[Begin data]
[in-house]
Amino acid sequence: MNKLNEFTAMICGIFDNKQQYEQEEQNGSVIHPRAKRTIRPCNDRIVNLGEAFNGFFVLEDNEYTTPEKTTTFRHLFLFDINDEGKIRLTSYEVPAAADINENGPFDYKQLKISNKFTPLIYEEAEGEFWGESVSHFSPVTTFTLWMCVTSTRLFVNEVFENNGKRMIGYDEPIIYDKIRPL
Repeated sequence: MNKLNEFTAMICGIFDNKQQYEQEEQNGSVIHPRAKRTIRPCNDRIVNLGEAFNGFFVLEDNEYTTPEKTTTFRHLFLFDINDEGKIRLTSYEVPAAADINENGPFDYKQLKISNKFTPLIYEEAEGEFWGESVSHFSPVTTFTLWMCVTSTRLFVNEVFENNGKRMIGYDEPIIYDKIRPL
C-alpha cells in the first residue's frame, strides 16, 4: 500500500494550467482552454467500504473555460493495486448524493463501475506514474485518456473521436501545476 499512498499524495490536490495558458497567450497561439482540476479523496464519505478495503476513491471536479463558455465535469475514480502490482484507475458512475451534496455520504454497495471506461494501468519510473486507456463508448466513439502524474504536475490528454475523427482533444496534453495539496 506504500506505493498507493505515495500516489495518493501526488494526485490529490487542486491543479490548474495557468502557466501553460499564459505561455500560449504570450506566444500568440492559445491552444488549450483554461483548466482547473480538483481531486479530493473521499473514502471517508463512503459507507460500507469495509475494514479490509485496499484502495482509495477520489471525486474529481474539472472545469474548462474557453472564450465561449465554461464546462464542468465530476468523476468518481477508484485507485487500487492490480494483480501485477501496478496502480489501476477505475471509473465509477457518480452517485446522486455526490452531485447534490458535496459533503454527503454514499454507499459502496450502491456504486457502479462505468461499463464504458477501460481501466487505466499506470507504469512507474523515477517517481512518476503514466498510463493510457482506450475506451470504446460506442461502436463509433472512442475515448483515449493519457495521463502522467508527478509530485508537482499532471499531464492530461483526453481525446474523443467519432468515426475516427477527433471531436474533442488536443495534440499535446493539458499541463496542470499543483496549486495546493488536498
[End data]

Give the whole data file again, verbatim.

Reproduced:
[in-house]
Amino acid sequence: MNKLNEFTAMICGIFDNKQQYEQEEQNGSVIHPRAKRTIRPCNDRIVNLGEAFNGFFVLEDNEYTTPEKTTTFRHLFLFDINDEGKIRLTSYEVPAAADINENGPFDYKQLKISNKFTPLIYEEAEGEFWGESVSHFSPVTTFTLWMCVTSTRLFVNEVFENNGKRMIGYDEPIIYDKIRPL
Repeated sequence: MNKLNEFTAMICGIFDNKQQYEQEEQNGSVIHPRAKRTIRPCNDRIVNLGEAFNGFFVLEDNEYTTPEKTTTFRHLFLFDINDEGKIRLTSYEVPAAADINENGPFDYKQLKISNKFTPLIYEEAEGEFWGESVSHFSPVTTFTLWMCVTSTRLFVNEVFENNGKRMIGYDEPIIYDKIRPL
C-alpha cells in the first residue's frame, strides 16, 4: 500500500494550467482552454467500504473555460493495486448524493463501475506514474485518456473521436501545476 499512498499524495490536490495558458497567450497561439482540476479523496464519505478495503476513491471536479463558455465535469475514480502490482484507475458512475451534496455520504454497495471506461494501468519510473486507456463508448466513439502524474504536475490528454475523427482533444496534453495539496 506504500506505493498507493505515495500516489495518493501526488494526485490529490487542486491543479490548474495557468502557466501553460499564459505561455500560449504570450506566444500568440492559445491552444488549450483554461483548466482547473480538483481531486479530493473521499473514502471517508463512503459507507460500507469495509475494514479490509485496499484502495482509495477520489471525486474529481474539472472545469474548462474557453472564450465561449465554461464546462464542468465530476468523476468518481477508484485507485487500487492490480494483480501485477501496478496502480489501476477505475471509473465509477457518480452517485446522486455526490452531485447534490458535496459533503454527503454514499454507499459502496450502491456504486457502479462505468461499463464504458477501460481501466487505466499506470507504469512507474523515477517517481512518476503514466498510463493510457482506450475506451470504446460506442461502436463509433472512442475515448483515449493519457495521463502522467508527478509530485508537482499532471499531464492530461483526453481525446474523443467519432468515426475516427477527433471531436474533442488536443495534440499535446493539458499541463496542470499543483496549486495546493488536498